Why the Small Story Matters

On Wednesdays, I share posts, fables, songs, poems, quotations, TEDx Talks, cartoons, and books that have inspired and motivated me on my writing journey. I hope these posts will give writers, artists, and other creatives a mid-week boost.

Chuck Wendig’s informative guide, Damn Fine Story, contains a mix of personal stories, pop fiction examples, and excellent advice about storytelling. Here’s one of my favorite excerpts:

We don’t really care about the big story. We think we do. We think we care about the Empire versus the Rebel Alliance, we think we care about Spider-Man versus the Vulture, we think we care about Buffy versus the Vampires.

But we don’t. Not really. Not deeply.

What we care about is the small story embedded in there, the small story that’s the beating heart of the larger one. We care about the characters and their personal drama. We care about their families, their loved ones, their struggles to feel normal, their attempts to do right in the face of wrong. We care about Buffy wanting to fall in love and hang out with her friends and not fail out of school. We care that the villains fighting Spider-Man are often connected to him personally, and that they reflect some aspect of his troubled journey from a geeky high school student to a city-saving mutant. We care about the friendships that form between Luke, Leia, and Han.

We care because they care.

We care because their story is our story. Our story is one of friendships and family, of love lost and jealousy made, of birth and death and everything in-between.

A big story without a small story has all the substance of a laser light show. It’s pretty. It’s dazzling. And it’s very, very empty.

Look for the little story.

Look for the story about people.

Source: Damn Fine Story, pp. 79-80.

10 Interesting Facts About Forever Winter by Amber Daulton

I’m happy to welcome back multi-published author, Amber Daulton. Today, Amber shares interesting facts about her new release, Forever Winter.

Here’s Amber!

Thank you for letting me visit today, Joanne. I’m excited to share ten awesome facts about my new release.

1. Forever Winter isn’t a new book. Not really. It was originally published in a Christmas-themed anthology with Bradley Publishing back in 2012. The publisher went under two months after the release, but luckily, one of the authors I met who also wrote for Bradley suggested I submit my story to her other publisher, Books to Go Now. Thankfully, BTGN accepted Forever Winter in 2013 and re-released it as an individual book. It stayed there for years until the rights reverted to me a few months back.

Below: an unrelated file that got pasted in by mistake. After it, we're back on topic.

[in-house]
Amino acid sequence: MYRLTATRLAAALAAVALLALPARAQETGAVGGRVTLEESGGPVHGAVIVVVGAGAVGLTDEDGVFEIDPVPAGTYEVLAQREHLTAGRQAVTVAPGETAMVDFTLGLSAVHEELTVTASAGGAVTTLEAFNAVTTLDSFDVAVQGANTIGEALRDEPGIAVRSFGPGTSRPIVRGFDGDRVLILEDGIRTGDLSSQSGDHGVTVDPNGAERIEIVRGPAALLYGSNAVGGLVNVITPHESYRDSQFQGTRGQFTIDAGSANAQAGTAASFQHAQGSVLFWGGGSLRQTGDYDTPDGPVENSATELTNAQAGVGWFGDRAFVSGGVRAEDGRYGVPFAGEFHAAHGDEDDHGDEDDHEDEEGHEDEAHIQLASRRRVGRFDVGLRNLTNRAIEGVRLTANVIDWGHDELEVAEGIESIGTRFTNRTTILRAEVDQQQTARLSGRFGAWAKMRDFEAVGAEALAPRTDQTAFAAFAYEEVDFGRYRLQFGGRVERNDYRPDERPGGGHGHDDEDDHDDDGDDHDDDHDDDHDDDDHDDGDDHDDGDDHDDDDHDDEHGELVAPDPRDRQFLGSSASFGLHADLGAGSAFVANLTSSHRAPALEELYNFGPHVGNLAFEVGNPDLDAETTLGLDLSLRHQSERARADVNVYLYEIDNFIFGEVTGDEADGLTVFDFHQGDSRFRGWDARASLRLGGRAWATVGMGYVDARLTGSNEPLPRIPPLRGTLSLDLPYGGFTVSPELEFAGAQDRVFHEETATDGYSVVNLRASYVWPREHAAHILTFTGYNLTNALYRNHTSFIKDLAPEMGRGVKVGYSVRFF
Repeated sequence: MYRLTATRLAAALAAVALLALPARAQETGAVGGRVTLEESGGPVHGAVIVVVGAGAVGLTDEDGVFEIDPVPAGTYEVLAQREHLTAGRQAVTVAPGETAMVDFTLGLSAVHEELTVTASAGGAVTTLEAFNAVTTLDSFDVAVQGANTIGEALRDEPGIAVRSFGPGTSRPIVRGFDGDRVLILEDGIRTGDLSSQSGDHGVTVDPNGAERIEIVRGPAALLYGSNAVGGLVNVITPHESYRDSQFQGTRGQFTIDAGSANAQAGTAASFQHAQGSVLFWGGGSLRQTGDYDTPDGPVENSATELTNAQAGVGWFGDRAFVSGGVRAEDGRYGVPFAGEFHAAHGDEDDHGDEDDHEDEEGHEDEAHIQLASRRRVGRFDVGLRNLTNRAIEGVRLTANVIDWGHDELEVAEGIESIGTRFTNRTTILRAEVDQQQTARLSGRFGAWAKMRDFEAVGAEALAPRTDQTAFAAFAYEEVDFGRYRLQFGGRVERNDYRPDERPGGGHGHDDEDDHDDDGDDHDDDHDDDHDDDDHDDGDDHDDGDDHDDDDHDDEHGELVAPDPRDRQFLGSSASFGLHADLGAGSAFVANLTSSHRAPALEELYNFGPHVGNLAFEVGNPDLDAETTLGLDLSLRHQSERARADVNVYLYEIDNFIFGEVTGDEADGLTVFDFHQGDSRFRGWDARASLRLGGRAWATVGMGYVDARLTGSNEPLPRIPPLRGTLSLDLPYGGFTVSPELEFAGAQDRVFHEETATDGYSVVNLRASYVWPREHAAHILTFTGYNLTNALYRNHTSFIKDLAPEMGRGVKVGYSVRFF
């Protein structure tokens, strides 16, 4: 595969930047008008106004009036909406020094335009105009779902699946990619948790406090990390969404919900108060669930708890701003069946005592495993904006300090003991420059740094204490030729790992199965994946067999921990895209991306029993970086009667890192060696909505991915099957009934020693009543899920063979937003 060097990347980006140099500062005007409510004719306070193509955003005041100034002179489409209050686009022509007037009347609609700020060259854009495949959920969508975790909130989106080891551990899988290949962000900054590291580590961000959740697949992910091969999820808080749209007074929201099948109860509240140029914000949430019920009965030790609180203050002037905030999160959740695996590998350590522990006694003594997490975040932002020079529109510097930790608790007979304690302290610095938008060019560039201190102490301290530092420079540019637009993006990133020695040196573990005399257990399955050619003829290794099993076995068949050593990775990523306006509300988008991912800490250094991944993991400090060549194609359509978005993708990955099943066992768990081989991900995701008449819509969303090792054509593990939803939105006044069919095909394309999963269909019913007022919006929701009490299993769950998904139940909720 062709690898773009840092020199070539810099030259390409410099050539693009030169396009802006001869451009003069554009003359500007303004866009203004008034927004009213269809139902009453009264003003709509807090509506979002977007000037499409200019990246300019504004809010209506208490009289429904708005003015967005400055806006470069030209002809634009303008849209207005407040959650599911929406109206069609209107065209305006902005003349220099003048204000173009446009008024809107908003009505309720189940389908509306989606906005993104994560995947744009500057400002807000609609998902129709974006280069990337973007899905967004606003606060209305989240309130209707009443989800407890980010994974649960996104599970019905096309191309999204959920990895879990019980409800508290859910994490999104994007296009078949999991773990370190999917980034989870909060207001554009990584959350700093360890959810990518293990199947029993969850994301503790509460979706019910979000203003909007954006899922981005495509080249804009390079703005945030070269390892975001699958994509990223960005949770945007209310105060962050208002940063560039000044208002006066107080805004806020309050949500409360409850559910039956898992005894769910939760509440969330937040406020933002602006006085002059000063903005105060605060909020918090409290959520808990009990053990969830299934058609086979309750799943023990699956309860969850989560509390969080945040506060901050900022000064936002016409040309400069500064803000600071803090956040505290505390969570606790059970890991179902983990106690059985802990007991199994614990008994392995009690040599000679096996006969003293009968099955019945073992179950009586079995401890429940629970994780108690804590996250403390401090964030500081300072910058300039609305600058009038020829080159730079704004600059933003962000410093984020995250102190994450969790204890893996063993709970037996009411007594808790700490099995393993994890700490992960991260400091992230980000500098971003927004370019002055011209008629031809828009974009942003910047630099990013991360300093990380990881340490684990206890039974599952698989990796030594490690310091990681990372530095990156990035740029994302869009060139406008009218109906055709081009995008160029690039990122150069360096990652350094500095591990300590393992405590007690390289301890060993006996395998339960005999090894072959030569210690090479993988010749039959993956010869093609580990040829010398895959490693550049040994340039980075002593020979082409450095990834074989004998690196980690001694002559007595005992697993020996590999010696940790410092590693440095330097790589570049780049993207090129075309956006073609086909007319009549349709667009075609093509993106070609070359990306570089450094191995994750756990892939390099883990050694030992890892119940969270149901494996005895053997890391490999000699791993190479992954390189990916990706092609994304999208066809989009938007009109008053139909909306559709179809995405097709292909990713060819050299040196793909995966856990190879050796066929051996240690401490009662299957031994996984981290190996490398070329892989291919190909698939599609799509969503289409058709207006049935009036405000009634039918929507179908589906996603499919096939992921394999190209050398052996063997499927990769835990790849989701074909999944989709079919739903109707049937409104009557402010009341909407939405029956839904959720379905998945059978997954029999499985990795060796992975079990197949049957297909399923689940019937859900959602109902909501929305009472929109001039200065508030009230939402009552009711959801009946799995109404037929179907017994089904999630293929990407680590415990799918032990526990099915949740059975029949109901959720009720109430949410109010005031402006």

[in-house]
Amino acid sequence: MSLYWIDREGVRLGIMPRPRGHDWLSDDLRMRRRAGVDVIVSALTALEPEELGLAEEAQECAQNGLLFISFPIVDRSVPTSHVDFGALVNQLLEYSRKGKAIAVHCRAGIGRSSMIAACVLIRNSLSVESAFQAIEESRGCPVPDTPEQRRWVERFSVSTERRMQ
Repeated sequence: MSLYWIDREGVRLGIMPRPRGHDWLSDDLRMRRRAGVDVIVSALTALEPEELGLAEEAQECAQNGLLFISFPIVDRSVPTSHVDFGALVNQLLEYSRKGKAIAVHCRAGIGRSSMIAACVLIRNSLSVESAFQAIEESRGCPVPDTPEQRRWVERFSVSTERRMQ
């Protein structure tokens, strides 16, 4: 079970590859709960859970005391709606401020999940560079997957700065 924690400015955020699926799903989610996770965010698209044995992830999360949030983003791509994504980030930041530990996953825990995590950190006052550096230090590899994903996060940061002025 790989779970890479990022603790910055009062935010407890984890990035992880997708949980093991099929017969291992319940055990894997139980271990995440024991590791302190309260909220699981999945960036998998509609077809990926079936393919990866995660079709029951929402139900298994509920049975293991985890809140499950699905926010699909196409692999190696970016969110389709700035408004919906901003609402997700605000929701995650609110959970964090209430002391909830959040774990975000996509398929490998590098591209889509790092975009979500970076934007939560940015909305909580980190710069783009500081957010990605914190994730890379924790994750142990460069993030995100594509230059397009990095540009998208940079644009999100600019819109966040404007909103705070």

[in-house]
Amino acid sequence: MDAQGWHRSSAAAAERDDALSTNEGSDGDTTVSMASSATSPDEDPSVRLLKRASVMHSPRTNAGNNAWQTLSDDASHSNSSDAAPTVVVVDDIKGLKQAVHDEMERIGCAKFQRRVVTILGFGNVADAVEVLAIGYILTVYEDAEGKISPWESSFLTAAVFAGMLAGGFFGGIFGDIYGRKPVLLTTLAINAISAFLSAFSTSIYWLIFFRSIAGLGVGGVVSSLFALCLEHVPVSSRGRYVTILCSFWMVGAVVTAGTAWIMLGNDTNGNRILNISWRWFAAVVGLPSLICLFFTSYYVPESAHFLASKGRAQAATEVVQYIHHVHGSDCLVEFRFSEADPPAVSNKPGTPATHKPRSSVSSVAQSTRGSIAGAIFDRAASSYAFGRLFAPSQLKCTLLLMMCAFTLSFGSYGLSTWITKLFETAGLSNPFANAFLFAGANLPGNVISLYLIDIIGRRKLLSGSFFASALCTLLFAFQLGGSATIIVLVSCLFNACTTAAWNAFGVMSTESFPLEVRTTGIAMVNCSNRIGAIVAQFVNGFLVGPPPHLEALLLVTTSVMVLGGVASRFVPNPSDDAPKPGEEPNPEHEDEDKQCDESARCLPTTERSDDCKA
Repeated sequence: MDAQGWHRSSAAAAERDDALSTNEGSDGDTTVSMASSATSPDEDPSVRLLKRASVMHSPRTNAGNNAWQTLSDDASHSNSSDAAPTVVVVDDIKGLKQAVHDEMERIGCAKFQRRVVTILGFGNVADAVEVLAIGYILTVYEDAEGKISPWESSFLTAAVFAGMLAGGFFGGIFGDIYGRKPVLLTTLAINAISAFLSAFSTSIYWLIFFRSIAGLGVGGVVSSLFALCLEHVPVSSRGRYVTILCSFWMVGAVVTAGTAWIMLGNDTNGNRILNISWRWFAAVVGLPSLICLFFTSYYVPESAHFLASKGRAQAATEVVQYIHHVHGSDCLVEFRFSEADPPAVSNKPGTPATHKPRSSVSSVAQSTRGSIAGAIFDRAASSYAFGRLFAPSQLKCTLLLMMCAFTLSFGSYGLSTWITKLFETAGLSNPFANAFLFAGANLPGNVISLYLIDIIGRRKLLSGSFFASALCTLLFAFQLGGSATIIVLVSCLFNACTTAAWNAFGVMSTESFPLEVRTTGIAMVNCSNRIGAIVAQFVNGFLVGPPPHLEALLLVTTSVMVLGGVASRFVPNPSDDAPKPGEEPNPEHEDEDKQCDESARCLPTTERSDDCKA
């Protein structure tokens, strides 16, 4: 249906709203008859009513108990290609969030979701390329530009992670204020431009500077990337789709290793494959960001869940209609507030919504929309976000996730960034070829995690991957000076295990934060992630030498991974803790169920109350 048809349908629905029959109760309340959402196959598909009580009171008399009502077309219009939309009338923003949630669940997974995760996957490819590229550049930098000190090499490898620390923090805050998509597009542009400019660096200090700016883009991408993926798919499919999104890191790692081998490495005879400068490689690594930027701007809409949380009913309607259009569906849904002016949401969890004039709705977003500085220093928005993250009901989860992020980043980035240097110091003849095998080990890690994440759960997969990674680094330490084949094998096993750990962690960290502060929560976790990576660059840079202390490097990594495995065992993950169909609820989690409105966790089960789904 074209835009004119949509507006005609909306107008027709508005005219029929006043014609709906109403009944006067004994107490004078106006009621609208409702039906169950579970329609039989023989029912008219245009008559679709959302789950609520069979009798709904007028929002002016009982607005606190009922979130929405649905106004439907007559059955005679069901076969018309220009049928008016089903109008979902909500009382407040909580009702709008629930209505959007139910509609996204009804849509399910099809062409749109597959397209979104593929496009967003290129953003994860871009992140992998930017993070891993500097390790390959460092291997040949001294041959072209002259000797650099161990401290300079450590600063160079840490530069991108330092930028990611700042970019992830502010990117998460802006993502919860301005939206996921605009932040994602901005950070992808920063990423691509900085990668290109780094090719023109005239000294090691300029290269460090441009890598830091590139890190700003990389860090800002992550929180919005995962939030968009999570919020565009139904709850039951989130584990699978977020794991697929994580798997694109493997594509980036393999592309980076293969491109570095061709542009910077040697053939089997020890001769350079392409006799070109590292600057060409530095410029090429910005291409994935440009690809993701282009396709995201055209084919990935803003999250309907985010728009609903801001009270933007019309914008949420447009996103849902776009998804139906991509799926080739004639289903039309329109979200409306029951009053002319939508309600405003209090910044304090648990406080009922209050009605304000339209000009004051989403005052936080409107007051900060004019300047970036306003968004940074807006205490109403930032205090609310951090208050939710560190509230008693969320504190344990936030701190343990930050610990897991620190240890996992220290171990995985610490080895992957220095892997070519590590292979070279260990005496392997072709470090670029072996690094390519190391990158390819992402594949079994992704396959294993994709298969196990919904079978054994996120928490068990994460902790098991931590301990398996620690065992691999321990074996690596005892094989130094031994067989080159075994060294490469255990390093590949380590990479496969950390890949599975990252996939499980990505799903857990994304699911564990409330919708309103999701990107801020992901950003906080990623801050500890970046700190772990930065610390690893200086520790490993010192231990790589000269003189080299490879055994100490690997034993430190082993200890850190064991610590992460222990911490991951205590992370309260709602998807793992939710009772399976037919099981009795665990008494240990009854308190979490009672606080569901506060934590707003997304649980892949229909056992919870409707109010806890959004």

2. Forever Winter is my debut book.

3. I’ve given it a makeover with a fresh cover and edit for the re-release. I’ve also added a new subplot, which carries strongly throughout the book. Honestly, I don’t know why I didn’t think of it when I first wrote the book almost ten years ago.

4. I love graphic design, so I created the cover for Forever Winter myself. After a couple failed attempts and repeat visits to the drawing board, I finally created something I really liked that also got great feedback from the artists and authors in my book design groups.

5. I prefer to write sensual to smoking hot romance, but Forever Winter is one of two sweet, no on-page sex stories in my backlist. (The other is Lightning Over Bennett Ranch.)

6. I love historical romances, and the Regency period is one of my favorite eras. Most Regency books take place in the heyday of the era—between 1811-1820—but the time period typically ranges from 1795 to 1837. Anyway, Forever Winter is set in 1834, an oddity in the world of Regency romances.

7. Most romance books begin with the protagonists meeting and falling in love with maybe a quick, sappy wedding ceremony before the book ends. Not so in Forever Winter! The reader meets Susanna and Camden on their wedding day. They’ve already courted for a year and are now ready to begin their married life together. Don’t let this put you off from the book, though! It’s a complete, standalone novella that focuses on a single day in the lives of two people who are madly in love.

8. Weddings in the Regency period were typically low-key affairs for the common-folk and just a little better for the wealthy. Most took place in a church before noon, but if you obtained a special license—which was very expensive—you could marry wherever you wanted at whatever time you liked. In addition to the bride, groom, priest, and two witnesses being present, family and friends could of course attend, but few people traveled to attend a ceremony. It was just too expensive, difficult, and time consuming to travel from town to town or clear across the country to witness an event that would be over in less than an hour. There wasn’t a big to-do about the flowers, seating arrangement, or the dress, though some wealthy women did buy a new dress for the ceremony, which they later wore as a regular dress. In Forever Winter, Camden purchases a special license and Susanna orders a new dress, but their big day doesn’t compare to the extravaganzas lots of people throw today.